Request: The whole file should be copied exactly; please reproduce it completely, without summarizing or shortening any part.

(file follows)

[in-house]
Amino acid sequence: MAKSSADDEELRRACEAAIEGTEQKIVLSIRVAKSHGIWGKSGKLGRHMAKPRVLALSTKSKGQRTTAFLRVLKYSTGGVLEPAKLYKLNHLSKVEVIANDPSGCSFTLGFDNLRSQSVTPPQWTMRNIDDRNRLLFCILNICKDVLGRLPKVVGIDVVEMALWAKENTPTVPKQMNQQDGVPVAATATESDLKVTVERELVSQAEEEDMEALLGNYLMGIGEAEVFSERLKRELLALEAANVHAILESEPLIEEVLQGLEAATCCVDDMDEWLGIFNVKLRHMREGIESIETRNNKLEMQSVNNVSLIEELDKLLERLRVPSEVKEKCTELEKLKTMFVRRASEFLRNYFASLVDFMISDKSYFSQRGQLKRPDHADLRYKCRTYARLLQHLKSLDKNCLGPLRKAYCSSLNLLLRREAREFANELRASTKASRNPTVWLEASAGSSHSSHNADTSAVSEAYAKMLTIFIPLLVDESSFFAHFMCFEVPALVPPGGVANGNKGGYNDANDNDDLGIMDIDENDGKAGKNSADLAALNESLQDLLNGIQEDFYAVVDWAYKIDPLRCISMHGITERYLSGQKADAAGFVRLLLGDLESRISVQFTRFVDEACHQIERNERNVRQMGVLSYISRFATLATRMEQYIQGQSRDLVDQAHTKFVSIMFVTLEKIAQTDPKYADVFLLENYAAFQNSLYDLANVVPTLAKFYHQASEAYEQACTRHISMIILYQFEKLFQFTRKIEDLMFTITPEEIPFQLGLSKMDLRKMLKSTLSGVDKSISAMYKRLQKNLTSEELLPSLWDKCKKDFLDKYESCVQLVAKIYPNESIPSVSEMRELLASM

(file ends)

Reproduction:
[in-house]
Amino acid sequence: MAKSSADDEELRRACEAAIEGTEQKIVLSIRVAKSHGIWGKSGKLGRHMAKPRVLALSTKSKGQRTTAFLRVLKYSTGGVLEPAKLYKLNHLSKVEVIANDPSGCSFTLGFDNLRSQSVTPPQWTMRNIDDRNRLLFCILNICKDVLGRLPKVVGIDVVEMALWAKENTPTVPKQMNQQDGVPVAATATESDLKVTVERELVSQAEEEDMEALLGNYLMGIGEAEVFSERLKRELLALEAANVHAILESEPLIEEVLQGLEAATCCVDDMDEWLGIFNVKLRHMREGIESIETRNNKLEMQSVNNVSLIEELDKLLERLRVPSEVKEKCTELEKLKTMFVRRASEFLRNYFASLVDFMISDKSYFSQRGQLKRPDHADLRYKCRTYARLLQHLKSLDKNCLGPLRKAYCSSLNLLLRREAREFANELRASTKASRNPTVWLEASAGSSHSSHNADTSAVSEAYAKMLTIFIPLLVDESSFFAHFMCFEVPALVPPGGVANGNKGGYNDANDNDDLGIMDIDENDGKAGKNSADLAALNESLQDLLNGIQEDFYAVVDWAYKIDPLRCISMHGITERYLSGQKADAAGFVRLLLGDLESRISVQFTRFVDEACHQIERNERNVRQMGVLSYISRFATLATRMEQYIQGQSRDLVDQAHTKFVSIMFVTLEKIAQTDPKYADVFLLENYAAFQNSLYDLANVVPTLAKFYHQASEAYEQACTRHISMIILYQFEKLFQFTRKIEDLMFTITPEEIPFQLGLSKMDLRKMLKSTLSGVDKSISAMYKRLQKNLTSEELLPSLWDKCKKDFLDKYESCVQLVAKIYPNESIPSVSEMRELLASM